Consider Tom Sietsema a fan of The Partisan. The critic pens a favorable 2.5 star review of Neighborhood Restaurant's Group restaurant devoted to all things meat. He enjoys adventurous dishes like the pig's head and the offal-focused bollito misto.
I walked into the Partisan thinking I'd already had my fill of charcuterie, at least in Washington, where every other new restaurant feels an obligation to put sliced sausages on its menu. I left the place thankful for a craftsman such as Anda and a restaurant that not only grasps the meat of the matter, but also makes this city a richer place to eat.
Sietsema also swings by the new Ben's Chili Bowl in Arlington and is clearly none too enamored with the food. "Frankly, and no matter where you try it, Ben's dark chili sauce is akin to Hormel's, only thinner and zestier. I much prefer some of the sides to the main attractions...'Everybody Loves Ben's!' reads a sign in the Arlington outpost. Everybody might, but not necessarily for the links that made the institution, next poised to fly into Reagan National Airport, famous. Some of us prefer Ben's for its historical flavor." [WaPo]
The $20 Diner tries the chicken at Sardi's. Tim Carman writes, "
After numerous visits to the Takoma Park location, I feel confident in saying that this Sardi's outlet produces some of the best Peruvian chicken around — and some of the most inconsistent." [WaPo]
Todd Kliman reviews Greek restaurant Trapezaria this week, which is a hit for carnivores and herbivores alike.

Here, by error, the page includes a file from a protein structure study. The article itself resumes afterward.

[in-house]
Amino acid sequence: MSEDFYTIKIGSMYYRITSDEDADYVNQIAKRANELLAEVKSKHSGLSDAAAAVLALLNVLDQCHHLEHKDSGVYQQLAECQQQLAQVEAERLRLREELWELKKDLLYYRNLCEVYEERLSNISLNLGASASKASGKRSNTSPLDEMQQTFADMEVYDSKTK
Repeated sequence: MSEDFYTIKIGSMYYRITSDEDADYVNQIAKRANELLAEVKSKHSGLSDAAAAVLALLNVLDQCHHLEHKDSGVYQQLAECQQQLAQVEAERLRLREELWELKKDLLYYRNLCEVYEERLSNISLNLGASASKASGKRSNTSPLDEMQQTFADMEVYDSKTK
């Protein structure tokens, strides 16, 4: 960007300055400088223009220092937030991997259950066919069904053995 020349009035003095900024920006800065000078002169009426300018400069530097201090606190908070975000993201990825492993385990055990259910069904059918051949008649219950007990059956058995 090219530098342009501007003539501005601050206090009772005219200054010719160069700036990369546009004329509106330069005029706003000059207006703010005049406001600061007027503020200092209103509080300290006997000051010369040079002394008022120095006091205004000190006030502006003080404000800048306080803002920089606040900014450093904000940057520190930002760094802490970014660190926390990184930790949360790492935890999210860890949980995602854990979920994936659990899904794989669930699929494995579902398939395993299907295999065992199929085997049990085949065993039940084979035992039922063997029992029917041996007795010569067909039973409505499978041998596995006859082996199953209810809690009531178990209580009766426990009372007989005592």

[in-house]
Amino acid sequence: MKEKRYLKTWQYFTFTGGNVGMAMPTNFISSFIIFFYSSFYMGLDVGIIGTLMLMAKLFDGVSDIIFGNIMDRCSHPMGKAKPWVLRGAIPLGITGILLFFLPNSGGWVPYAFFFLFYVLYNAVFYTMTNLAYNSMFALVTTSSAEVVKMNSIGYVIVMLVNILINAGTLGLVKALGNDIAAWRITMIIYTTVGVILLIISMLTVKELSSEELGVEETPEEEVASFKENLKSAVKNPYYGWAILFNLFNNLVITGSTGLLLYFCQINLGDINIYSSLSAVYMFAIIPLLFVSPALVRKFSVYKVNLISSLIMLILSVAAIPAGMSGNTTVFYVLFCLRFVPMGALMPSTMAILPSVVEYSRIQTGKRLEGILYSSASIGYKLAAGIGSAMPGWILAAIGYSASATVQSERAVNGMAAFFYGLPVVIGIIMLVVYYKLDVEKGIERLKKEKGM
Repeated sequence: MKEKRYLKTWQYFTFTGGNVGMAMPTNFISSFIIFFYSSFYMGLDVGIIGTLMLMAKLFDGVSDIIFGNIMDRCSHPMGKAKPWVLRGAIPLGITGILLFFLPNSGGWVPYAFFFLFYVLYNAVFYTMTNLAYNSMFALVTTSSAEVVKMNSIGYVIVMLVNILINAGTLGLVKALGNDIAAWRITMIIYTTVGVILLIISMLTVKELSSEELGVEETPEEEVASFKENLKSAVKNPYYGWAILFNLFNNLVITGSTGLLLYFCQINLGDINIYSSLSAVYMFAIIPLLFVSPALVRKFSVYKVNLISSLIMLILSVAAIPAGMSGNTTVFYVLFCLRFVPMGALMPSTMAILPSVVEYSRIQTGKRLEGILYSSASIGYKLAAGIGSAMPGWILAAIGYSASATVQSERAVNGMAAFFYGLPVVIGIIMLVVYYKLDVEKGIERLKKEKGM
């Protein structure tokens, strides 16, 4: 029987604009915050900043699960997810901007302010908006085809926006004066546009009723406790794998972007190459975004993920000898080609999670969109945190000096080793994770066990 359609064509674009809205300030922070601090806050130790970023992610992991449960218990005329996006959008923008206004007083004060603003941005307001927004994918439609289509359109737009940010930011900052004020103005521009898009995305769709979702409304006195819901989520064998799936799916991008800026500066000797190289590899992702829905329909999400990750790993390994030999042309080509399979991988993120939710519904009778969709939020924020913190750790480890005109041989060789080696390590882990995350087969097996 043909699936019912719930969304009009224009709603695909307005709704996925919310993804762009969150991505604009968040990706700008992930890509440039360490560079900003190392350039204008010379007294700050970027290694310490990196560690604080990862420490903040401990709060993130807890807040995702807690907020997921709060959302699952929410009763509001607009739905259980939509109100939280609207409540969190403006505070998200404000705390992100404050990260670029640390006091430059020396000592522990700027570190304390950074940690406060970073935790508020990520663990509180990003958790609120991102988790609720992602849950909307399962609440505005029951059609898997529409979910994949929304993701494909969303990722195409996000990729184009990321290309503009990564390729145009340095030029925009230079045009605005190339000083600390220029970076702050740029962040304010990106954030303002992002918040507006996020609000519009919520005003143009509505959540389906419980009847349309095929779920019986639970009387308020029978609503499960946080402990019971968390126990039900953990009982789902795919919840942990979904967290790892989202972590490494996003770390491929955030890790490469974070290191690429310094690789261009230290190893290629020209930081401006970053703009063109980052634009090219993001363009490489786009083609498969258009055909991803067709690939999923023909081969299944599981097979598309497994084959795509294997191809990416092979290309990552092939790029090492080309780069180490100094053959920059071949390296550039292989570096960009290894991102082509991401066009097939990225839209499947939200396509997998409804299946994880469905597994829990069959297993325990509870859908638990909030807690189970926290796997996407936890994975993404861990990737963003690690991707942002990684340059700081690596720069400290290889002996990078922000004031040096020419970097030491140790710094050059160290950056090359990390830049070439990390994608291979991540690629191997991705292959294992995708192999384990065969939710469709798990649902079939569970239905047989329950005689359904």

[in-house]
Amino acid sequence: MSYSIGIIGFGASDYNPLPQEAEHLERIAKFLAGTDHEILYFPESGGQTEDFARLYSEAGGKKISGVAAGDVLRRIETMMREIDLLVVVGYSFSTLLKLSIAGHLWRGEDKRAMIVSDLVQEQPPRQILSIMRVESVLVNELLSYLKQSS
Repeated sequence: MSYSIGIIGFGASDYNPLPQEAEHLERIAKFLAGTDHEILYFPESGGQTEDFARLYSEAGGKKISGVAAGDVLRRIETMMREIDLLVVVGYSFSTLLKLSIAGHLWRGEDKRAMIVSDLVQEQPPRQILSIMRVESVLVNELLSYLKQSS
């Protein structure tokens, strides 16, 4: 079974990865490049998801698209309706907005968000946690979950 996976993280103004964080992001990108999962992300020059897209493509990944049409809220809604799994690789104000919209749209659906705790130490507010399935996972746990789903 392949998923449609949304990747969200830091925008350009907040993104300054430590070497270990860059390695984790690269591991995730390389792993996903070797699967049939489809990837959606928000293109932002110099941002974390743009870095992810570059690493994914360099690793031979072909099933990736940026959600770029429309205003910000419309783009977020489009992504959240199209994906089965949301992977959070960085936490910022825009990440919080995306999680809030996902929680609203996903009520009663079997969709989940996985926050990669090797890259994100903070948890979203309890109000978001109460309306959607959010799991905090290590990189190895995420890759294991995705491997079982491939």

If vegetarians aren't made uneasy by the strapping platters of meats being ferried throughout the room all night, they ought to revel over their options. There are stuffed grape leaves made without the beef, and the subtraction is hardly a loss—the leaves have a nice, vegetal bite to them. Imam bayildi, a Turkish dish, is an appetizer here, but the preparation of tender, roasted eggplant, doused in sweet, garlicky tomato sauce and subtly perfumed with cinnamon, is enormous. [WaPo]
Bethesda Magazine takes an early look at 4935 Kitchen.
For main courses, don't miss the brined Tandoori pork chop—assertively spiced on the outside, juicy on the inside, it goes well with the accompanying crushed sweet potatoes and earthy dandelion greens. Side dishes are worth a go—I like Alfred's take on palak paneer, his Tandoori grilled corn on the cob, and the four-cheese macaroni and cheese strewn with fresh spinach leaves.
Northern Virginia Magazine reviews Italian restaurant Trattoria Villagio. "While the space feels cozy, mangers and hosts wear headsets, making it look more like Cheesecake Factory than a spot in downtown Clifton. But some of the dishes buck the chain mentality." [NoVa Mag]